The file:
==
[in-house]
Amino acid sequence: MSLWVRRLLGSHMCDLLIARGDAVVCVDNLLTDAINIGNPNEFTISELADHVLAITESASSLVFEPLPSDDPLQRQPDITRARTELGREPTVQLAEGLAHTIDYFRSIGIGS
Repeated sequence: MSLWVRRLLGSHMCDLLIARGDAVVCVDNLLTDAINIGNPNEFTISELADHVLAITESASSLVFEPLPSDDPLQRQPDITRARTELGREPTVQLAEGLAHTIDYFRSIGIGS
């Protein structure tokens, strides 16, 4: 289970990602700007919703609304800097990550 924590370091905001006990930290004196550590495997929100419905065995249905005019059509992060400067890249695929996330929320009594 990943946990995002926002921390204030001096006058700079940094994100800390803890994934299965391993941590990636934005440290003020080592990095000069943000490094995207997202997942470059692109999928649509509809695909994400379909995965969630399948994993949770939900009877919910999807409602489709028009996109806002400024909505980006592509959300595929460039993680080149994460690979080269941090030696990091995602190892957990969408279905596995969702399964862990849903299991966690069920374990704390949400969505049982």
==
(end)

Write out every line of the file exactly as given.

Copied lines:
[in-house]
Amino acid sequence: MSLWVRRLLGSHMCDLLIARGDAVVCVDNLLTDAINIGNPNEFTISELADHVLAITESASSLVFEPLPSDDPLQRQPDITRARTELGREPTVQLAEGLAHTIDYFRSIGIGS
Repeated sequence: MSLWVRRLLGSHMCDLLIARGDAVVCVDNLLTDAINIGNPNEFTISELADHVLAITESASSLVFEPLPSDDPLQRQPDITRARTELGREPTVQLAEGLAHTIDYFRSIGIGS
């Protein structure tokens, strides 16, 4: 289970990602700007919703609304800097990550 924590370091905001006990930290004196550590495997929100419905065995249905005019059509992060400067890249695929996330929320009594 990943946990995002926002921390204030001096006058700079940094994100800390803890994934299965391993941590990636934005440290003020080592990095000069943000490094995207997202997942470059692109999928649509509809695909994400379909995965969630399948994993949770939900009877919910999807409602489709028009996109806002400024909505980006592509959300595929460039993680080149994460690979080269941090030696990091995602190892957990969408279905596995969702399964862990849903299991966690069920374990704390949400969505049982």